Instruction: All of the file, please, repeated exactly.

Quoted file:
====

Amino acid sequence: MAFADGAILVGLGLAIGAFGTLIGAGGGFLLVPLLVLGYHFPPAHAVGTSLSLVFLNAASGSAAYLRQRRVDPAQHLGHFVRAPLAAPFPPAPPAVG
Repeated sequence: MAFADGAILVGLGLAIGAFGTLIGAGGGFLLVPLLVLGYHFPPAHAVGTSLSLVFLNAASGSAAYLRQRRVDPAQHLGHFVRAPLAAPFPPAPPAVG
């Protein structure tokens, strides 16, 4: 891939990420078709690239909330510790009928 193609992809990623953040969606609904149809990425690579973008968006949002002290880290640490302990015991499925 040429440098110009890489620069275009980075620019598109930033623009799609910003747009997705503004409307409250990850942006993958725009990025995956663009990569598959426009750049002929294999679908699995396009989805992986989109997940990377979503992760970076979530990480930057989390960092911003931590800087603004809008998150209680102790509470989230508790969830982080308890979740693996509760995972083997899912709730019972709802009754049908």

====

Amino acid sequence: MAFADGAILVGLGLAIGAFGTLIGAGGGFLLVPLLVLGYHFPPAHAVGTSLSLVFLNAASGSAAYLRQRRVDPAQHLGHFVRAPLAAPFPPAPPAVG
Repeated sequence: MAFADGAILVGLGLAIGAFGTLIGAGGGFLLVPLLVLGYHFPPAHAVGTSLSLVFLNAASGSAAYLRQRRVDPAQHLGHFVRAPLAAPFPPAPPAVG
């Protein structure tokens, strides 16, 4: 891939990420078709690239909330510790009928 193609992809990623953040969606609904149809990425690579973008968006949002002290880290640490302990015991499925 040429440098110009890489620069275009980075620019598109930033623009799609910003747009997705503004409307409250990850942006993958725009990025995956663009990569598959426009750049002929294999679908699995396009989805992986989109997940990377979503992760970076979530990480930057989390960092911003931590800087603004809008998150209680102790509470989230508790969830982080308890979740693996509760995972083997899912709730019972709802009754049908």